Networking company Cisco has released a bundle of eight security advisories to highlight flaws in its IOS software.
The software is used in many of Cisco's routers and network switches, which are widely used in enterprises and support much of the structure of the internet. The bundle of security advisories, released on Wednesday, is concerned mainly with mitigating possible denial-of-service conditions caused by successful exploitation of TCP, UDP, Mobile IP and VPN vulnerabilities.
One of the advisories relates to multiple features of IOS being vulnerable to a denial-of-service attack, as an attacker sending a sequence of crafted TCP packets can cause Cisco devices to reload. A list specifying which software versions are vulnerable is available in the Cisco advisory cisco-sa-20090325-tcp. Vulnerable software includes recent releases such as 12.4XZ and 12.4YA.
Multiple features in IOS software are also affected by a crafted UDP vulnerability that could be used by an attacker to block data-packet transmission on Cisco devices. Most versions of IOS are vulnerable in this way, apart from the latest iterations of 12.4: 12.4YB and 12.4YD.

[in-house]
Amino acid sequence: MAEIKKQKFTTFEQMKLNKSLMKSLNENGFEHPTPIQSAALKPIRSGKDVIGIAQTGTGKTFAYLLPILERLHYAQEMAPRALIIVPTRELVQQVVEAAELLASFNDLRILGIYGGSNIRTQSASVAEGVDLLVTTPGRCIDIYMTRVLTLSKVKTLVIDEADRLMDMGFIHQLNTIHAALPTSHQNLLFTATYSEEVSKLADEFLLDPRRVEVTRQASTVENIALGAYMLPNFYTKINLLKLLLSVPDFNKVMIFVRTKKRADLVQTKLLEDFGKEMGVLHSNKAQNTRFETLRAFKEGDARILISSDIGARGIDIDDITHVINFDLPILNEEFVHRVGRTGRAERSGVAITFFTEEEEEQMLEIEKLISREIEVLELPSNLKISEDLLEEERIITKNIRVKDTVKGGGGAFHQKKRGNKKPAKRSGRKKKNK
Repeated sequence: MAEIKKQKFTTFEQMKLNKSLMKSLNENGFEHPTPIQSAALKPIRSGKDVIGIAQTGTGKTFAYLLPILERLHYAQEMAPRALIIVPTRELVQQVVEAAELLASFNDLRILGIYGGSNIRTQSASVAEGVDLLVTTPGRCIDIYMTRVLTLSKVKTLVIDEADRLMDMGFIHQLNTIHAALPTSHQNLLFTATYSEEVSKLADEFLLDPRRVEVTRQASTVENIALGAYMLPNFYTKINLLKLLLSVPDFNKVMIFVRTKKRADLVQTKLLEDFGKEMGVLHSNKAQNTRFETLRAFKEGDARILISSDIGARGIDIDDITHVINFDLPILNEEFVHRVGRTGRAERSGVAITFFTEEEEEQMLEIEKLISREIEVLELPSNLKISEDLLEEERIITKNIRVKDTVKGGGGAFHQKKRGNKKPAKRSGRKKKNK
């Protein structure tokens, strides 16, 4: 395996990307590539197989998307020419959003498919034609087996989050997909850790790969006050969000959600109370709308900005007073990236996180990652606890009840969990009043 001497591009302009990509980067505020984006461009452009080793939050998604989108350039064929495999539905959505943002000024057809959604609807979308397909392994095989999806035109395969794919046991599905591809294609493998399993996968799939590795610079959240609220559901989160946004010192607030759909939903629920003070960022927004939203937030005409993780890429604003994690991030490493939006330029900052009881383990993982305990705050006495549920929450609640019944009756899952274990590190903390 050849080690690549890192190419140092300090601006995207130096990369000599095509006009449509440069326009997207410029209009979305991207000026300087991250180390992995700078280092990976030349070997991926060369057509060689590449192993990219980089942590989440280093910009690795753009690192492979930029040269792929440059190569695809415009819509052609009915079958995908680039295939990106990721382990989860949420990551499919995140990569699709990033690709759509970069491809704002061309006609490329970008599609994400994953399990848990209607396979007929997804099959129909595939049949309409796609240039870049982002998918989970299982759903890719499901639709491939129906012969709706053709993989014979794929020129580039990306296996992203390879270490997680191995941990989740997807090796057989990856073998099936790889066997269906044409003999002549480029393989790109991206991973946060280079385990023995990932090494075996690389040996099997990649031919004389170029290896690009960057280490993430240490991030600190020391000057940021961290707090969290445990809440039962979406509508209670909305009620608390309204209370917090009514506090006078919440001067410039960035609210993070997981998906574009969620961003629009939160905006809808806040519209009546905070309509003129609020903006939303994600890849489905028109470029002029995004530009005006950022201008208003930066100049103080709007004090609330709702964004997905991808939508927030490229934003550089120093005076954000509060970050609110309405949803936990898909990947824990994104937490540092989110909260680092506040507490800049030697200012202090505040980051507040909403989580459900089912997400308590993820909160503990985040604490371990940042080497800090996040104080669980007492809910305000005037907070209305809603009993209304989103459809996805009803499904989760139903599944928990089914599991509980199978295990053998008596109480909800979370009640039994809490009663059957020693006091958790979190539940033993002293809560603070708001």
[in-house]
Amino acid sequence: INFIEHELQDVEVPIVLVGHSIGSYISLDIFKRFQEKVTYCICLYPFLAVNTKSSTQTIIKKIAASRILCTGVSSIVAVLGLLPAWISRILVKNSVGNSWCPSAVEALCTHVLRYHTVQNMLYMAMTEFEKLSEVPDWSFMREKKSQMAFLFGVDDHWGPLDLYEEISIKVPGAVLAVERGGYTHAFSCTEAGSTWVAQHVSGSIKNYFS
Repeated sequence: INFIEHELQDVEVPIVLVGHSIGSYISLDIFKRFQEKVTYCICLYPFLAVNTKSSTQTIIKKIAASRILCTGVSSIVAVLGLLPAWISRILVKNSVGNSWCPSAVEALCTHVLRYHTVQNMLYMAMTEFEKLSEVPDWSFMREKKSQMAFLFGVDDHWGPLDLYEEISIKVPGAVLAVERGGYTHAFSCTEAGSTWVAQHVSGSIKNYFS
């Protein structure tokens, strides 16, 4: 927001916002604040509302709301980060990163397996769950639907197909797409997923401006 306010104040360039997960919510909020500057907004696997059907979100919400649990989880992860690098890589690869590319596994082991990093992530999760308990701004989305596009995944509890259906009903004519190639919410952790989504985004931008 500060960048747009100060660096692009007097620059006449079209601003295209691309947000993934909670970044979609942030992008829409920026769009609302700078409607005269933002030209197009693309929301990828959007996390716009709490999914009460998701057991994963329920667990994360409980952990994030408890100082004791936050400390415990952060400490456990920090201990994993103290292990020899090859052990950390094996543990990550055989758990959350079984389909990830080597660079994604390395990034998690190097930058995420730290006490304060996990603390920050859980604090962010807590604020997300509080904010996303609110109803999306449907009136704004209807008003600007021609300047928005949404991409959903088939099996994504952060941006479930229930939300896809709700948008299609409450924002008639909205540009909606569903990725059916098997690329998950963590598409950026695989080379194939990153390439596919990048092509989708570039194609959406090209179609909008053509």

Cisco IOS software configured for Mobile IP and IPv6 could also suffer denial of service. Mobile IP and IPv6 allow host computing devices to retain an IP address if they move location or move between different networks. The Mobile IP Network Address Translation (NAT) Traversal feature of IOS software is vulnerable to denial of service should crafted packets be sent to a router. The latest iterations of 12.4 are not vulnerable.
Cisco IOS WebVPN and Cisco IOS SSLVPN both contain two vulnerabilities that can be remotely exploited without authentication to cause denial of service. Should the VPN software be sent crafted HTTPS packets, the device will crash, while the SSLVPN software is vulnerable to a memory leak that would also crash the device. Iterations 12.4YA, YB, and YD are not vulnerable.
Many of the advisories recommend that IT professionals upgrade to the latest versions of IOS software, either by downloading it from Cisco's Software Center or by obtaining the software updates through a contracted supplier. Fixes have also been provided for those organisations using legacy systems.